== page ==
Matthew Oulton outlines the importance of Labour having a long-term economic plan if they are to win the next election.
In the 2010 General Election, the Conservatives talked incessantly about their ‘long-term economic plan.’ Many economists criticised it at the time, and sitting where we are, almost a decade on, it pretty conclusively failed. Indeed, over a decade after the advent of austerity economics, the economy, wages, and living standards had barely budged. When Covid-19 hit our economy, we had nothing to fall back, after 10 years of economic failure, and we are now dealing with the catastrophic results.
However, as a political strategy, the economic plan was a masterstroke. When the Tories returned to voters in 2015, having presided over a period of very little economic growth, stagnant wages, and patent failure to deliver the debt reduction promised, the Conservatives were able to promise a future just around the corner. We have tightened our belts in this Parliament, they promised, and the ‘long-term’ of ‘long-term economic plan’ is almost here.
The public, not being economists, just needed to know that someone was fixing things.
Now, a few years out from an election and in the midst of an economic meltdown, we should follow Osborne’s example. We now need our own ‘long-term economic plan.’ We need an economic strategy that explains to the public exactly how Labour is going to grow the economy, shrink the deficit, and improve people’s lives if we are elected.
The specifics can, and should, wait. We don’t know when we will be able to return to government and we don’t know what the fiscal position of the government will be when we do. As such, specific spending pledges are impossible to state at this time.
Further, this far out from an election, we don’t know what the government will do, and as such should be wary of trying to draw up precise dividing lines. After all, the best economic strategy in the world is no use from the opposition benches.
However, we can lay out some broad strokes that will be applicable regardless of when we regain power. Firstly, we must crush inflation. In the short-term, this may well mean tough decisions. We can redistribute some of the economic pain from the most vulnerable to those with broader shoulders, but ultimately crushing inflation will mean a decline in aggregate living standards. This is an unavoidable truth, given where we are, and we cannot shy from this. The public must trust Labour not to allow prices to spiral.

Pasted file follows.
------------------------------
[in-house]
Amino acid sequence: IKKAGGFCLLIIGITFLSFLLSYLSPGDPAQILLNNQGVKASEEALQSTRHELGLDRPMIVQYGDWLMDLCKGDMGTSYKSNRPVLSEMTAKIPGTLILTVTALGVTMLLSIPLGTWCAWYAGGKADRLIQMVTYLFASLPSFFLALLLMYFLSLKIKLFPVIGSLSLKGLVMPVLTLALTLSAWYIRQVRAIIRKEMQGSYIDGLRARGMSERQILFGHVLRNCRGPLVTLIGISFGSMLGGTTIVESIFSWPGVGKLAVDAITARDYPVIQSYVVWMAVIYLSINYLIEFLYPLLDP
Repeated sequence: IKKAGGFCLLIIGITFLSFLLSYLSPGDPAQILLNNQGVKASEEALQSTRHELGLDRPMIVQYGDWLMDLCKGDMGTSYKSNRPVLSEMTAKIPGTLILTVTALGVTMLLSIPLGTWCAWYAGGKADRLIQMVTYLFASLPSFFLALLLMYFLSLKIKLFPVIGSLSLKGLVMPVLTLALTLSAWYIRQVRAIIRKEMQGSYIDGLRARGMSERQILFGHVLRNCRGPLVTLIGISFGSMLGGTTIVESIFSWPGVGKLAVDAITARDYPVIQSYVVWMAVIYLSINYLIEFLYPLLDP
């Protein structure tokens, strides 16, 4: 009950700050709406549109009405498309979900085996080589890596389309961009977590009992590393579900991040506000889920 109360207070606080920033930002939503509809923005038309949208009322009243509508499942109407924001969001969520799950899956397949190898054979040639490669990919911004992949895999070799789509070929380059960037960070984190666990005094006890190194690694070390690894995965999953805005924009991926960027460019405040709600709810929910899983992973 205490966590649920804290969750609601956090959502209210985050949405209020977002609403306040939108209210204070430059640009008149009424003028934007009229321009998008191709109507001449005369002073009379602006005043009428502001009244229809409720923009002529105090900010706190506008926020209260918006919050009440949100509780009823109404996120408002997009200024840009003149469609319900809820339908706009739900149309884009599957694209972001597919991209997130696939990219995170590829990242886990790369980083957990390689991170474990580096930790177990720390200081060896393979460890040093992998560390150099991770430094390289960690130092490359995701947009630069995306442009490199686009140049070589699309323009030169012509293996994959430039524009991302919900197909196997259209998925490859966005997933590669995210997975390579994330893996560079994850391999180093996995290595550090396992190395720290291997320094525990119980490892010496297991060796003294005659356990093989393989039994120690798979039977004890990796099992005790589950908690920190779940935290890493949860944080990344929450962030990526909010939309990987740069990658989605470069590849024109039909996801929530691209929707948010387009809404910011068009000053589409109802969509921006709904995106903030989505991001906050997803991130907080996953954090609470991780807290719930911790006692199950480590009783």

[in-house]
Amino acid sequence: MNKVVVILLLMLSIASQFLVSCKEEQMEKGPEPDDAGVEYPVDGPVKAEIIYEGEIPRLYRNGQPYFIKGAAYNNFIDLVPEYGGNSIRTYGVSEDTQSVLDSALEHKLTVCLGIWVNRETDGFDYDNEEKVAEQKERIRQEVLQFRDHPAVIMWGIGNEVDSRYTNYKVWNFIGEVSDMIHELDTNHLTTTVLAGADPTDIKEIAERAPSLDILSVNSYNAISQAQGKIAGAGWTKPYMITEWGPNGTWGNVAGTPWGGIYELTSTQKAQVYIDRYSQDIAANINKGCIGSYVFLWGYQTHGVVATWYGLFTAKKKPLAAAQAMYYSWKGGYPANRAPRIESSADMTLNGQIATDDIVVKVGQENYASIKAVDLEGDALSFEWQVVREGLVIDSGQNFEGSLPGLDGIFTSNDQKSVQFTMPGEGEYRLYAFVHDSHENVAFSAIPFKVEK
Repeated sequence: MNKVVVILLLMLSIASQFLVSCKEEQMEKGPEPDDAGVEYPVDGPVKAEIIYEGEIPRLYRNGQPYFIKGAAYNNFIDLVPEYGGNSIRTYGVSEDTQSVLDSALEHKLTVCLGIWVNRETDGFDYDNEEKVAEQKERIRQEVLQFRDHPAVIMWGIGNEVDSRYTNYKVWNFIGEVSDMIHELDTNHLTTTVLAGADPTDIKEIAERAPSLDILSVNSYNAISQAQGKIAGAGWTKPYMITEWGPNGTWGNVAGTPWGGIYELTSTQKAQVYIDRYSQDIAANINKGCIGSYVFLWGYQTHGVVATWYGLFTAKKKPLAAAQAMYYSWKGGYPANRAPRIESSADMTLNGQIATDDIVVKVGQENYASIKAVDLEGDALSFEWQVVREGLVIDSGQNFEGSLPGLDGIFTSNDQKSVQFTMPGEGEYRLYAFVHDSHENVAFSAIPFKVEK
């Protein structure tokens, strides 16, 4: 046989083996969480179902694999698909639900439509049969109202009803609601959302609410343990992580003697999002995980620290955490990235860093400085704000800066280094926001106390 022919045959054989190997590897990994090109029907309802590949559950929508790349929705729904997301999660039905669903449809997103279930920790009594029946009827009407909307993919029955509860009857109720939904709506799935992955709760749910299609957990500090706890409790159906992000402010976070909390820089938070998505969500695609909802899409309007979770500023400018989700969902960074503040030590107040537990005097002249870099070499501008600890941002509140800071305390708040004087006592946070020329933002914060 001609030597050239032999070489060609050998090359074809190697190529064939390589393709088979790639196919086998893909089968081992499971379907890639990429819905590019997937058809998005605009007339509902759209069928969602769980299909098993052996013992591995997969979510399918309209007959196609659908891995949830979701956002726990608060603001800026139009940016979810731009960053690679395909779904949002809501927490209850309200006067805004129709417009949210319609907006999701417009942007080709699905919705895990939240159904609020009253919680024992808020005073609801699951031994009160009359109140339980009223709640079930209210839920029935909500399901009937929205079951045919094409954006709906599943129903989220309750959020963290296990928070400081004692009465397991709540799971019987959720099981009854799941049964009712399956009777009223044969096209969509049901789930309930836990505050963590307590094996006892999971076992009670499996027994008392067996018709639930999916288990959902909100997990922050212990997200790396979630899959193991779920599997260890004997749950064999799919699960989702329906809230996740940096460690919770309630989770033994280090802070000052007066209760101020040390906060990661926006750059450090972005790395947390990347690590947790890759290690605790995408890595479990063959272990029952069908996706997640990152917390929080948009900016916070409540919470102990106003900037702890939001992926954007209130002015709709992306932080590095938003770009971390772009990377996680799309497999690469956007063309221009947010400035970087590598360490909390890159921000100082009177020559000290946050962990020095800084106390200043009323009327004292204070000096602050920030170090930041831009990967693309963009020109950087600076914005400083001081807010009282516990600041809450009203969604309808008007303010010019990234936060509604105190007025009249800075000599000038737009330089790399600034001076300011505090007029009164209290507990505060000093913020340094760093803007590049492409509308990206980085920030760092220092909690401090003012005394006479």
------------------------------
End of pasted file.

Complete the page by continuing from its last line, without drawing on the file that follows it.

Secondly, we must be tight on current public spending. We must promise that any spending commitments will be funded out of taxation, so that there are no new current spending without commensurate tax increases. This can be branded ‘sticking to the Conservatives’ fiscal rules.’ There are two reasons for this: we shouldn’t exacerbate the business cycle through pro-cyclical current spending, and politically, we can’t be seen to splurge now for repayment later.
Thirdly, on the other hand, we must invest in the future. Rachel Reeves has already pledged a good deal of this, but there is the opportunity to go further. For example, we can fix the housing crisis without needing to increase taxes, since this would be long-term capital expenditure that doesn’t need to be financed out of general taxation. There is no problem with borrowing to build a house – that is literally the government taking out a mortgage on a secured asset. Further, the government should pledge other investment projects such as new rail or a government investment bank. We can’t spend infinitely – the markets and the voters won’t buy it, but we do still have the opportunity to borrow against assets (such as a new railway).
Finally, there must be a clear indication that Labour will guide the economy in a different direction. We need to explain that we will seek to structurally direct growth towards geographies and individuals who need it most, going beyond the New Labour vision of investing the proceeds of economic growth. In the long run, this will pay dividends, as an economy in which opportunity is shared around is also more efficient.
The purpose here is not to bind our own hands when it comes to policy making later on. Rather, it is to set the framework within which we can begin to discuss large themes – a more secure, just, and prosperous society – rather than policy minutiae. Obviously, sorting the policy detail matters, but the public do not actually want to hear about it. We need only to convince them that we can steward the economy more effectively than the Tories. They need to know that we have a plan.
Matt is the Vice-Chair of the Economy and Finance Network. He is a recent graduate in Economics, soon to begin postgraduate study. He’s from Merseyside, Labour’s true heartland, and writes frequently on a range of economic and political issues.
His interests in Economics focus on microeconomic theory and Public Policy, and his politics are characterised by a near-pathological obsession with returning Labour to government. He tweets at @matthewoulton.